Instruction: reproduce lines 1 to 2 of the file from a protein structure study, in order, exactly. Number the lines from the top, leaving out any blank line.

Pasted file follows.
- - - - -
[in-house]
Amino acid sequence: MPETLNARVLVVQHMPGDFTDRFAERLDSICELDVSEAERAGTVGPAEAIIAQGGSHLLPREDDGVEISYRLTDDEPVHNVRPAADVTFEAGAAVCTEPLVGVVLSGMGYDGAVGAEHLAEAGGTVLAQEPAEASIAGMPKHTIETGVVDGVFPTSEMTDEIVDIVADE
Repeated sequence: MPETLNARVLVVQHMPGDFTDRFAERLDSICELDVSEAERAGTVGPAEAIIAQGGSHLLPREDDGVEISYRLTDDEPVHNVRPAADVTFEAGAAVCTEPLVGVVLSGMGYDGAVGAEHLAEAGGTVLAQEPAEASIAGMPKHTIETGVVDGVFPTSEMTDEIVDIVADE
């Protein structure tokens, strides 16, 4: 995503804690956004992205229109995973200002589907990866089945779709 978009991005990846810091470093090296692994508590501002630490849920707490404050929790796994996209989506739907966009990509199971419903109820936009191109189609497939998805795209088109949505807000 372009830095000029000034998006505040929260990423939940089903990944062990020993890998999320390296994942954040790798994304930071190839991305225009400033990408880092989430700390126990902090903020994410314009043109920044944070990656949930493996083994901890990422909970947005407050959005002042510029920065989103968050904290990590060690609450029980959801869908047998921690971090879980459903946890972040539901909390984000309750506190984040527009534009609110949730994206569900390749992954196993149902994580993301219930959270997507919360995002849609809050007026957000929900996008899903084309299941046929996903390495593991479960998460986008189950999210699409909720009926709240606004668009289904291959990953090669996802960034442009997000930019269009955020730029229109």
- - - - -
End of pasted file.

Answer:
[in-house]
Amino acid sequence: MPETLNARVLVVQHMPGDFTDRFAERLDSICELDVSEAERAGTVGPAEAIIAQGGSHLLPREDDGVEISYRLTDDEPVHNVRPAADVTFEAGAAVCTEPLVGVVLSGMGYDGAVGAEHLAEAGGTVLAQEPAEASIAGMPKHTIETGVVDGVFPTSEMTDEIVDIVADE